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Pre-Procedural Fasting Guidelines/Procedural Sedation & Analgesia


The purpose of considering pre-procedure oral intake is to reduce the risk of pulmonary aspiration of gastric contents. Fasting guidelines now practiced are expert opinion-based from the American Society of Anesthesiologists (ASA). These guidelines stipulate at least 2 hours of fasting for clear liquids, at least four hours for breast milk, and at least 6 hours for solids, cow's milk, and infant formula. These guidelines were originally intended to apply to only patients under going general anesthesia for elective procedures. Despite the fact that most procedural sedation and analgesia practice is moderate and dissociative sedation and not likely to produce loss of protective airway reflexes, the ASA believes the fasting time for sedation should be as long as that for general anesthesia.

However, emergency medicine practice is different. Scheduled and fasting are unusual in emergency medicine. Compliance with these guidelines would require holding patients in a department that already has limited space and staff. Extending emergency department stays for the purpose of fasting unduly prolongs pain and anxiety for the patient and family. Finally, there is no evidence of any benefit from adherence to ASA fasting guidelines for procedural sedation and analgesia. In fact hungry children have a greater rate of failed sedation.

To address these issues regarding fasting and sedation the following recommendations are based on the principle of doing what is best for the individual patient. An "all or none" approach will not account for the many variables that need to be considered when providing safe and effective sedation to the emergency patient. The goal will be to maximize the benefits and minimize the risks for each of these variables.

  1. Fasting: solids/non-human milk vs clear liquids. Adherence to solid/non-human milk fasting reduces risk of serious sequelae from aspiration.
    • Aspiration pneumonitis in healthy patients from clear non-particulate fluids is generally a self-limited disease without serious sequelae.
    • Aspiration pneumonitis of acidic particulate fluids tends to result in greater pulmonary damage.
  2. Patient characteristics: risk factors for aspiration. Adherence to fasting guidelines strongly recommended for patients at risk for aspiration.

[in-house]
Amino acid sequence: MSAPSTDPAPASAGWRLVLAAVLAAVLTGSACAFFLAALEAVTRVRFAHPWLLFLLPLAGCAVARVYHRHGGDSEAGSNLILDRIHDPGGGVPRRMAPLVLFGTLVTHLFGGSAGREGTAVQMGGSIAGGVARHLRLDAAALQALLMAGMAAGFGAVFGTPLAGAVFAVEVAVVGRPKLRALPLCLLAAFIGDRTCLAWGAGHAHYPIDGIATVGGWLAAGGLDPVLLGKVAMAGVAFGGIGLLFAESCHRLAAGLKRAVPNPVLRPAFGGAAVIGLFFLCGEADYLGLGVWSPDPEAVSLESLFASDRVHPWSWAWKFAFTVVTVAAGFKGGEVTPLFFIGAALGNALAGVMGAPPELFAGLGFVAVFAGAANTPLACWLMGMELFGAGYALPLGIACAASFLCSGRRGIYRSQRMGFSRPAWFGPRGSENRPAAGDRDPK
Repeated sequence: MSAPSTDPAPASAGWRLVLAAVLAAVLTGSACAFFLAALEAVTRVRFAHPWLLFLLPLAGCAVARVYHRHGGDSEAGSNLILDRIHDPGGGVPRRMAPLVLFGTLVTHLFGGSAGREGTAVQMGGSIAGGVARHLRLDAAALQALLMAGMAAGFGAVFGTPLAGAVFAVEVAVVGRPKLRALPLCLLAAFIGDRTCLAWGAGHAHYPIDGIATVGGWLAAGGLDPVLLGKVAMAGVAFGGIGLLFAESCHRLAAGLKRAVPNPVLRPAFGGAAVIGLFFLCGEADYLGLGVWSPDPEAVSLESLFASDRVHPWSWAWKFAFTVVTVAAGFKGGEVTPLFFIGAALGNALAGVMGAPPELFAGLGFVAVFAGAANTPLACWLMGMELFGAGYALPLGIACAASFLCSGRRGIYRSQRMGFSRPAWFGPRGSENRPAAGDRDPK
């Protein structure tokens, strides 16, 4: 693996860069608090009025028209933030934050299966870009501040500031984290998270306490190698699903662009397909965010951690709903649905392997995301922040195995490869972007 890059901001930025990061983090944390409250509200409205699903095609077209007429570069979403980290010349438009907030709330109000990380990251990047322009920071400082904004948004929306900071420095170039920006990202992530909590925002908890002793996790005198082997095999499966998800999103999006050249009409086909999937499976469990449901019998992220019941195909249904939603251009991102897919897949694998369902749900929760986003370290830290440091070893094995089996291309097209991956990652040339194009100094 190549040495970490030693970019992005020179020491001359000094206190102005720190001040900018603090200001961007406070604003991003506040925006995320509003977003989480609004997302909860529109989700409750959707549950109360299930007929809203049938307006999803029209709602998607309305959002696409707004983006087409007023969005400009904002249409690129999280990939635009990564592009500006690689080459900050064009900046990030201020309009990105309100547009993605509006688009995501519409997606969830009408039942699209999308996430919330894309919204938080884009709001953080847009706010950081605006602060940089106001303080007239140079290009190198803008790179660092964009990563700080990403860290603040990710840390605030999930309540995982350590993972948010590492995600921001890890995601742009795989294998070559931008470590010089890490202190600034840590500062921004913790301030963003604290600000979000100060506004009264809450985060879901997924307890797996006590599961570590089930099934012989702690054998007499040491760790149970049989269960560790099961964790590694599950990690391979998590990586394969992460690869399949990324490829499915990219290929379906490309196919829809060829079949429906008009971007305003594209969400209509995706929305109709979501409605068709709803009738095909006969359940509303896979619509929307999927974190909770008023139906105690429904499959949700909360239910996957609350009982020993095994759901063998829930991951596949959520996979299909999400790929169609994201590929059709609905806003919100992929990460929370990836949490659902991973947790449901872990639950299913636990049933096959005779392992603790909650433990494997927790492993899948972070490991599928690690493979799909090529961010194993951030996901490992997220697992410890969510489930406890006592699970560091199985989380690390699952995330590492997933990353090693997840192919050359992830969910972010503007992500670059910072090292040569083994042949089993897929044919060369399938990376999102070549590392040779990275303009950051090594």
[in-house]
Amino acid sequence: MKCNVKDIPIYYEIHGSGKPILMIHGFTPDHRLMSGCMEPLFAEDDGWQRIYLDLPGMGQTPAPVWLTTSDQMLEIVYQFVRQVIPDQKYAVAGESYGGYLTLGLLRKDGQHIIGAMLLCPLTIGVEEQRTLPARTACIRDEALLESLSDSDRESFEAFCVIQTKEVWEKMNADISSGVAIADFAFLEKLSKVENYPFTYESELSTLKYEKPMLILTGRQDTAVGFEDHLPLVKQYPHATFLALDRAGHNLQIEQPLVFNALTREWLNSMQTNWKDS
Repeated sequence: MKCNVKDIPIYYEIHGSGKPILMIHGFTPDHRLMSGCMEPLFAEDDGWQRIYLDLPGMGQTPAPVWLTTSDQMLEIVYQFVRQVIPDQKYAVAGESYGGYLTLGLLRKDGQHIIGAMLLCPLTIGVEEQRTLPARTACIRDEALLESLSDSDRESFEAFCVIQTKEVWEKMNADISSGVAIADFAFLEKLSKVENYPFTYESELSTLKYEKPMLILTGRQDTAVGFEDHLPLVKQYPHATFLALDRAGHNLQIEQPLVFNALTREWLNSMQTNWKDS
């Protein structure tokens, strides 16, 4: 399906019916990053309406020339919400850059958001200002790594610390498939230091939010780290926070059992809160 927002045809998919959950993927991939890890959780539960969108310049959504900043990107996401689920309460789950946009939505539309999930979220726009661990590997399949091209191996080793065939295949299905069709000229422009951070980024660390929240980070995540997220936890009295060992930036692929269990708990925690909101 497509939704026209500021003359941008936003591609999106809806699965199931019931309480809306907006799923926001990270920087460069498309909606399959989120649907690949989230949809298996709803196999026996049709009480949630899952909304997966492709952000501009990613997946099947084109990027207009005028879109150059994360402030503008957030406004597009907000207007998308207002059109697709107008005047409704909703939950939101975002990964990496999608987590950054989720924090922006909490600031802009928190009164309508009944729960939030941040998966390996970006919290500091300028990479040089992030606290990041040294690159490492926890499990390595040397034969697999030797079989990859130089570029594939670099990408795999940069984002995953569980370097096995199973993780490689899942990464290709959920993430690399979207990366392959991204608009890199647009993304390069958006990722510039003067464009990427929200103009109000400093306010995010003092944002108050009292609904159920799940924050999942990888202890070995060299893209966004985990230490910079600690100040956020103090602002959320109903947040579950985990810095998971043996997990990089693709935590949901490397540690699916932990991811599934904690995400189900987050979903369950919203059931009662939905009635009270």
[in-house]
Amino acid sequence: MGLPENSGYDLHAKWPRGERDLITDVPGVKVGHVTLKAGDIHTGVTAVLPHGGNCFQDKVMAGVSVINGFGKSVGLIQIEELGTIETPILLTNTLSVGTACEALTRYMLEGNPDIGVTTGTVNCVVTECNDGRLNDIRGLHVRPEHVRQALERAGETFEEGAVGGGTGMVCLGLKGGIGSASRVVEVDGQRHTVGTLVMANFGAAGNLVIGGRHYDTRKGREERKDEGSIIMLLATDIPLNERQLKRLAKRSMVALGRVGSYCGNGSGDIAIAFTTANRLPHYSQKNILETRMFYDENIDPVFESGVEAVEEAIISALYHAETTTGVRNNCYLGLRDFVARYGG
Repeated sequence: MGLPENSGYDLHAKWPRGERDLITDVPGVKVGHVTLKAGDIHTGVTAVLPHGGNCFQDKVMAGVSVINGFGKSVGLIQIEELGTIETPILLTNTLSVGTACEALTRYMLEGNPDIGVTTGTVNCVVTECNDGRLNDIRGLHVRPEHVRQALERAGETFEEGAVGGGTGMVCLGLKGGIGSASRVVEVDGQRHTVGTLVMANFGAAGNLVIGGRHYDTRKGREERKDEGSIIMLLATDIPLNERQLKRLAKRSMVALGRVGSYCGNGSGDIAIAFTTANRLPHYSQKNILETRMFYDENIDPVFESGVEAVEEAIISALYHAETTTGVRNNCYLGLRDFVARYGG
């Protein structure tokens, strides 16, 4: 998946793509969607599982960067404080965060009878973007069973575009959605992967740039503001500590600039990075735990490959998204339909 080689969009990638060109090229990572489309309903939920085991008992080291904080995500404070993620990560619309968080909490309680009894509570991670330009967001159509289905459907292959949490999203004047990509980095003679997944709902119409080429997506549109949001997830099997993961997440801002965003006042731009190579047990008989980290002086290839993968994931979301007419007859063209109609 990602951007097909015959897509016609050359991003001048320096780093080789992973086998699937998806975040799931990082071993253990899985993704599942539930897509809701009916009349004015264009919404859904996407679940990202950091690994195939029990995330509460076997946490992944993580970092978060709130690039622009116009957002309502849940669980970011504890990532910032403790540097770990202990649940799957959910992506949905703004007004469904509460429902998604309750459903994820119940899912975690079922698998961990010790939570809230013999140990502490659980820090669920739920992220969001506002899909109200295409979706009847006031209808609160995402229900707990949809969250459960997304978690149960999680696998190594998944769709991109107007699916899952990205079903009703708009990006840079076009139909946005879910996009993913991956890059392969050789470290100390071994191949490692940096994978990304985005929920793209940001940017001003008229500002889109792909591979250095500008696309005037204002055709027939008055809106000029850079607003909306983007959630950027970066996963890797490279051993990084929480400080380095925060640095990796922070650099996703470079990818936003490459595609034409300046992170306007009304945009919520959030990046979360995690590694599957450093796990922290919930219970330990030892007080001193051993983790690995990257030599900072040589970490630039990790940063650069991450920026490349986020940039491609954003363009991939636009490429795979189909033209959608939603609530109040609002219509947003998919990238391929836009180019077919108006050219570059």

• Gastroesophageal reflux or conditions predisposing to GE reflux/vomiting; esophageal disorders, gastric ulcer disease, gastritis, bowel obstruction, neuromuscular disorders, increased intracranial pressure, obesity or pregnancy.
    • Potential difficult airway. Most aspirations associated with general anesthesia occur with airway manipulation (tracheal intubation/bag mask ventilation). Therefore adherence to fasting guidelines is strongly recommended for potential difficult airway patients that may require bag mask ventilation/tracheal intubation.
  3. Injuries/illnesses; the benefits of performing procedures for injuries/illnesses that require immediate/urgent attention to relieve pain/anxiety or to prevent complications from delayed management will commonly out weigh the risks of non-compliance with fasting guidelines.
  4. Immediate:
    • burns
    • emergent cardioversion
    • fracture with N/V compromise
    • joint dislocation with N/V compromise
    • incarcerated hernia
    • lumbar puncture R/O meningitis
    • arthrocentesis R/O septic arthritis
    • eye irrigation
    • abscess I & D
    • uncomplicated fracture reduction
    • sexual assault examination
    • ear foreign body removal
  5. Depth of sedation; adherence to fasting guidelines strongly recommended for sedative agents that are used for deep sedation (propofol and etomidate) or inhibit airway protective reflexes (gag/cough).
  6. Monitoring; adherence to fasting guidelines strongly recommended for deep sedations performed without continuous CO2 monitoring.
  7. Physician; privileges to practice deep sedation will include yearly completion of mock code aspiration prevention scenario.
  8. Emergency Department patient volume and acuity.
  9. Patient/family satisfaction


  1. Green SM, Krauss B. Pulmonary Aspiration Risk during Emergency Department Procedural Sedation-an Examination of the Role of Fasting and Sedation Depth. Academic Emergency Medicine 2002;9:35-42
  2. Roback MG, Bajaj L, Wathen J, et al. Preprocedural Fasting and Adverse Events in Procedural Sedation and Analgesia in a Pediatric Emergency Department: Are they Related? Ann Emerg Med 2004;44:454-459
  3. Agrawal D, Manzi SF, Gupta R, et al. Preprocedural Fasting State and Adverse Events in Children Undergoing Procedural Sedation and Analgesia in a Pediatric Emergency Department. Ann Emerg Med 2003;42:636-646
  4. Green SM. Fasting Is a Consideration-Not a Necessity-for Emergency Department Procedural Sedation and Analgesia. Ann Emerg Med 2003;42:647-650

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